City school's private cash revamp stalls

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A CONTROVERSIAL private finance project to upgrade a famous Edinburgh school has fallen four months behind schedule and the principal contractor has left the job.

Pupils at the Royal High School, whose parents have complained that building work is affecting their children’s studies, will face further disruption unless the work can get back on track by next August’s completion date.

The 10 million scheme is part of an 80m deal with private developers to revamp and rebuild several schools across the city.

The city council insisted today that the problems at the Royal High would have no impact on the other projects and that it would stick within its 10m budget.

But calls were made today for a review of the Public Private Partnership scheme at the school.

A source at the consortium behind the work today vowed to "pull out the stops" to get work back on schedule, with the delays blamed on "unforeseen technical problems".

But Cramond councillor Kate Mackenzie , whose ward is in the school’s feeder area, said: "Parents are already concerned that the building work is disrupting their children’s education. News that it is now four months behind schedule will be a worry for them.

" The builders tell us that they will make that up, but there is no information on how they are going to get back on schedule.

"I believe it is time that the education department took a more hands-on role in the work, making sure that timetables are met ."

Parents were told of the delays at a meeting in the school this week. The Edinburgh Schools Partnership (ESP), a consortium involving construction giants Miller Group and Amey, insisted it would still have the work completed on time . It has already replaced the principal subcontractor, Robertsons Group, with its own workers.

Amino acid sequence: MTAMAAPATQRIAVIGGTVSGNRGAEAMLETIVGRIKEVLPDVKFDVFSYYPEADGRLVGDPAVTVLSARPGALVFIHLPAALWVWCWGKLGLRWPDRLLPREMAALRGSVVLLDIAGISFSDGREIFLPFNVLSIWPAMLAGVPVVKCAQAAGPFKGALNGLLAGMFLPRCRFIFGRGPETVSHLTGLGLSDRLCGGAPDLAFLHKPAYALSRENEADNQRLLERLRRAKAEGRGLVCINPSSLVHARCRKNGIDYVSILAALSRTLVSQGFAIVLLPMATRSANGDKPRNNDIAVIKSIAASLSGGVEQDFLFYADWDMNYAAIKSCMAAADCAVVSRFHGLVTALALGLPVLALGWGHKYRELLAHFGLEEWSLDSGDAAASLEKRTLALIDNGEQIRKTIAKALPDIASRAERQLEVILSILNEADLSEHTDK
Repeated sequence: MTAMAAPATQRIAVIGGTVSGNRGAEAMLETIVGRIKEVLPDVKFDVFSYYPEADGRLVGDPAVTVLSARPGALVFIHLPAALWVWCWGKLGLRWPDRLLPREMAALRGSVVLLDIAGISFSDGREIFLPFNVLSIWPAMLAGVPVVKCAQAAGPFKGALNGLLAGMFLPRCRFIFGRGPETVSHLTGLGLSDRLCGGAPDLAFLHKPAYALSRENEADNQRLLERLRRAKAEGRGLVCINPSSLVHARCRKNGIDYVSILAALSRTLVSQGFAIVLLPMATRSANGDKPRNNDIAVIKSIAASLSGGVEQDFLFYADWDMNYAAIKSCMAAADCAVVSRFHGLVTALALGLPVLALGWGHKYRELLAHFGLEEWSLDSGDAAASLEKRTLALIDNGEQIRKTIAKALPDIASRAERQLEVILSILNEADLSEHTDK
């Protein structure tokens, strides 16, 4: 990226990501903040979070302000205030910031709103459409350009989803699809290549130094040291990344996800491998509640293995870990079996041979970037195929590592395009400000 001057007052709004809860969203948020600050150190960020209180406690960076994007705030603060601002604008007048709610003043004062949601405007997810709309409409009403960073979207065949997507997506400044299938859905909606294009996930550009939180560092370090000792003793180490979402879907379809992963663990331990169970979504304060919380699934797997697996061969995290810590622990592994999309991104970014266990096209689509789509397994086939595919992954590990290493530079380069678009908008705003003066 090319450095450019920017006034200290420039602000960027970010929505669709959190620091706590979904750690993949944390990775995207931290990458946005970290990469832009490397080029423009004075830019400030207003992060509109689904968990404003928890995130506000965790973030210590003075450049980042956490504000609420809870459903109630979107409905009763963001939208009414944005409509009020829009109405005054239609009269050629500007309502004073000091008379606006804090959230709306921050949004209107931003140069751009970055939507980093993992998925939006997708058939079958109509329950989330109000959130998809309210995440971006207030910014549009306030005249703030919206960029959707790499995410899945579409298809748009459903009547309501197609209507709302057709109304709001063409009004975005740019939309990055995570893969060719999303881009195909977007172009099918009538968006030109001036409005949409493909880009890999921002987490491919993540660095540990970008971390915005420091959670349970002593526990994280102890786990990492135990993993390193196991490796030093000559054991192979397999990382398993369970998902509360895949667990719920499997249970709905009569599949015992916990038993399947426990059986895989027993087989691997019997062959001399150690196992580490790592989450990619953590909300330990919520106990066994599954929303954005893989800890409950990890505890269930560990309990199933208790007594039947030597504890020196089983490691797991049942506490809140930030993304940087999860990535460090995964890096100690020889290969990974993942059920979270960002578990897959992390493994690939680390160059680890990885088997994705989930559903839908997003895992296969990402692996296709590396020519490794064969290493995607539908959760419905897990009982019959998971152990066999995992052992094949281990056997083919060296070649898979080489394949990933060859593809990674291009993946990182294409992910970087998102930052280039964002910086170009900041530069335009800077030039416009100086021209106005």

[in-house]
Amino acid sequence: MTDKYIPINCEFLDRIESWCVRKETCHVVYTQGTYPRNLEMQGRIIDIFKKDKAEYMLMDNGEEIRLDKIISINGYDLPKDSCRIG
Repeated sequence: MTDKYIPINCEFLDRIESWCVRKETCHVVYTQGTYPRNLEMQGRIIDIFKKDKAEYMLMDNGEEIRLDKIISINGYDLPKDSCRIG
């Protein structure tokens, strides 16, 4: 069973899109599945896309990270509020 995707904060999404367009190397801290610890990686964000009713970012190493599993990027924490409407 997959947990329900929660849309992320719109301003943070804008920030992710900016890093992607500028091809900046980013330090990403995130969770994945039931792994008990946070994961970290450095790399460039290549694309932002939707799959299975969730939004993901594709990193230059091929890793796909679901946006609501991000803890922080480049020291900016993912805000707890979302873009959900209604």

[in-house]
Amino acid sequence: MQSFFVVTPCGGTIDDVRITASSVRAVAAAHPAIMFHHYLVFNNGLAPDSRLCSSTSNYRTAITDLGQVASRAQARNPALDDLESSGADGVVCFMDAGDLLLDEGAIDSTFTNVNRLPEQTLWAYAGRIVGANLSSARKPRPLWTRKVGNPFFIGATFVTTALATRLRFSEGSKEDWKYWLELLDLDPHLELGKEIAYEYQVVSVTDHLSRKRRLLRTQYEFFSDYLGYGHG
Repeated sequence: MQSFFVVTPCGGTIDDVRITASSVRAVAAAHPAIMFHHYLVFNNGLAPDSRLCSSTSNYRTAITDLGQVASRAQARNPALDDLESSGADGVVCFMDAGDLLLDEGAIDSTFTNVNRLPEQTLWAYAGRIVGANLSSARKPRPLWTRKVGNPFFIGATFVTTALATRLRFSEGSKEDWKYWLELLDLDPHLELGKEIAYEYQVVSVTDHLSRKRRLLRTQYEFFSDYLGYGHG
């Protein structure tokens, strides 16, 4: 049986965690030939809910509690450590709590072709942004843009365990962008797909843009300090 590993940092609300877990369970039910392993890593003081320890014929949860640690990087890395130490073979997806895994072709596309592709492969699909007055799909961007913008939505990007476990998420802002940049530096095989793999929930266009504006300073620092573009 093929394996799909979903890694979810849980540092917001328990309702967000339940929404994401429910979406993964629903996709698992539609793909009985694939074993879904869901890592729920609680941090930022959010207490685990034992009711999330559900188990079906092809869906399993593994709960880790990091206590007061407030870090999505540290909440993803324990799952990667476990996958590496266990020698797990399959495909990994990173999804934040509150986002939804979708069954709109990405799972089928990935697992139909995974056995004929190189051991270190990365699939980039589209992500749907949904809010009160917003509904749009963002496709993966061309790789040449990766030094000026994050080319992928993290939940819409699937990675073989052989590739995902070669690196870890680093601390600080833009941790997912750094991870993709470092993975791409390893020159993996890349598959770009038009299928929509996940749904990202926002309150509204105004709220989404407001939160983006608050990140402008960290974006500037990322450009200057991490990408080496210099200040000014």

ESP said today Robertsons had simply reached the end of its contract, but Robertsons admitted it was "disappointed" at the move.

A spokesman for ESP said: "The completion date for the refurbishment of the Royal High School was and remains August 2003. This is a complex project and, while there have been some short-term delays, we are still very much on schedule to complete the works as planned."

One ESP source said contractors were now working evenings and weekends to make up for the delays. He added: "We are pulling out all the stops to get the work done by next August."

A city council spokeswoman said the building work was running three to four months behind schedule.

She added: "This is due to unforeseen technical difficulties. We have discussed the situation with ESP and are reassured that the work will still be completed on time."

She also confirmed that Robertsons was no longer working on site.

A spokesman for Stirling-based Robertsons said the company was "disappointed" at the move but insisted it had carried out its work within budget and on time.

Royal High rector George Smuga said: " We would clearly have preferred not to be behind schedule. However, the bottom line is that the curriculum is delivered effectively and the health and safety of pupils is not compromised.

"On both of these counts, the school has delivered. In fact, the exam results for this year look as good, if not better, than last year’s despite the building work. "

In September, pupils threatened to sue education chiefs, complaining that construction was seriously affecting their children’s studies.

They were also being forced to revise in the school canteen because of lack of space .

Teachers’ union the Educational Institute of Scotland also raised concerns that teachers were becoming increasingly stressed by the situation.

The city council today insisted the Royal High project was still well within budget, despite the delays.

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